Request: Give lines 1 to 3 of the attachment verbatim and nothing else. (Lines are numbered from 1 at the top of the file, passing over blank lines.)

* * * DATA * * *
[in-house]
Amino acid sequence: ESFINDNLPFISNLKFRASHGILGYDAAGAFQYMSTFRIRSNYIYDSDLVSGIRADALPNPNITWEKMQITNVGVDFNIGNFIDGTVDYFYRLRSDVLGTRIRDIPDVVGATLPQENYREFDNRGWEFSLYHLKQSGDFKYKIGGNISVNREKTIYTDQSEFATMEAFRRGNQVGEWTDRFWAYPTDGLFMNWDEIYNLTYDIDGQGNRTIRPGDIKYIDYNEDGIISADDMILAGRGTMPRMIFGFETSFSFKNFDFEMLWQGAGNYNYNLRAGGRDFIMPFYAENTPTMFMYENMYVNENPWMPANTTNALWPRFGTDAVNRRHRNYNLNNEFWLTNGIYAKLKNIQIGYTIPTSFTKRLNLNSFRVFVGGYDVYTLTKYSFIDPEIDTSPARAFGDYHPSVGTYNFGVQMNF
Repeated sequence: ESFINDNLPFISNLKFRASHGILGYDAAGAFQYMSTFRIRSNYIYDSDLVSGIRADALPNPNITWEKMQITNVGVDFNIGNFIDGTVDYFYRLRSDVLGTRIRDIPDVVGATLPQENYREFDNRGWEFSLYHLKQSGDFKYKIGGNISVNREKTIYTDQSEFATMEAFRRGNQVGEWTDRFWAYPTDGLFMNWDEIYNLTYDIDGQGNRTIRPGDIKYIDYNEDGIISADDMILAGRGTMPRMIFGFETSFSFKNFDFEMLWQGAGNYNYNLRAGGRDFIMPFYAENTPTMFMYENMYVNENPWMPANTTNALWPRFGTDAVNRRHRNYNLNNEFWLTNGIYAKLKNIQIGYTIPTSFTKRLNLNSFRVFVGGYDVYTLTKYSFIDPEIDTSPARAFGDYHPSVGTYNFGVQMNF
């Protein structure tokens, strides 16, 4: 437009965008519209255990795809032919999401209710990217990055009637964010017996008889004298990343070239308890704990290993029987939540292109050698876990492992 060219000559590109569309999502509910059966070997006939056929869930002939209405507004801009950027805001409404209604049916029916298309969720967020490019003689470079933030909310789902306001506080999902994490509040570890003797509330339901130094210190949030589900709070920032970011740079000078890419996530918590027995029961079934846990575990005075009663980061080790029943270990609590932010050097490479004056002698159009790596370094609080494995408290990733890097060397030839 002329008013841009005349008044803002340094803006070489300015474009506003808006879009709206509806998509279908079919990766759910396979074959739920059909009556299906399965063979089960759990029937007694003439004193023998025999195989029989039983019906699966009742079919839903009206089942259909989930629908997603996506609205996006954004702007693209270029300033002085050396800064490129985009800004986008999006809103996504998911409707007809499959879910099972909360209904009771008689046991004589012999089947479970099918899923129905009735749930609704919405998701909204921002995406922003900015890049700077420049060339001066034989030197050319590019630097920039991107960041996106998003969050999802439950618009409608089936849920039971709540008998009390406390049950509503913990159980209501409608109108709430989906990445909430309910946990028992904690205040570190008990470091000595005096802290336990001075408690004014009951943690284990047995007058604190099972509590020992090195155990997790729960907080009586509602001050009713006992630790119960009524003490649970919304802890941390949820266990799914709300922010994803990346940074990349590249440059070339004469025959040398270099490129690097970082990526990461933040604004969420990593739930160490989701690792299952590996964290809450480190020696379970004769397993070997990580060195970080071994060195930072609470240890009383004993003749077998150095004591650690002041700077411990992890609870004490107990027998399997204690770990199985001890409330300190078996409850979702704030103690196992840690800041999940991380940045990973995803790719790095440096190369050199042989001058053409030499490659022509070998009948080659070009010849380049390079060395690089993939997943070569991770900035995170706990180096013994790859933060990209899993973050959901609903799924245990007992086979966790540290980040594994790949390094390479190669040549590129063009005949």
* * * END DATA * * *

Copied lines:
[in-house]
Amino acid sequence: ESFINDNLPFISNLKFRASHGILGYDAAGAFQYMSTFRIRSNYIYDSDLVSGIRADALPNPNITWEKMQITNVGVDFNIGNFIDGTVDYFYRLRSDVLGTRIRDIPDVVGATLPQENYREFDNRGWEFSLYHLKQSGDFKYKIGGNISVNREKTIYTDQSEFATMEAFRRGNQVGEWTDRFWAYPTDGLFMNWDEIYNLTYDIDGQGNRTIRPGDIKYIDYNEDGIISADDMILAGRGTMPRMIFGFETSFSFKNFDFEMLWQGAGNYNYNLRAGGRDFIMPFYAENTPTMFMYENMYVNENPWMPANTTNALWPRFGTDAVNRRHRNYNLNNEFWLTNGIYAKLKNIQIGYTIPTSFTKRLNLNSFRVFVGGYDVYTLTKYSFIDPEIDTSPARAFGDYHPSVGTYNFGVQMNF
Repeated sequence: ESFINDNLPFISNLKFRASHGILGYDAAGAFQYMSTFRIRSNYIYDSDLVSGIRADALPNPNITWEKMQITNVGVDFNIGNFIDGTVDYFYRLRSDVLGTRIRDIPDVVGATLPQENYREFDNRGWEFSLYHLKQSGDFKYKIGGNISVNREKTIYTDQSEFATMEAFRRGNQVGEWTDRFWAYPTDGLFMNWDEIYNLTYDIDGQGNRTIRPGDIKYIDYNEDGIISADDMILAGRGTMPRMIFGFETSFSFKNFDFEMLWQGAGNYNYNLRAGGRDFIMPFYAENTPTMFMYENMYVNENPWMPANTTNALWPRFGTDAVNRRHRNYNLNNEFWLTNGIYAKLKNIQIGYTIPTSFTKRLNLNSFRVFVGGYDVYTLTKYSFIDPEIDTSPARAFGDYHPSVGTYNFGVQMNF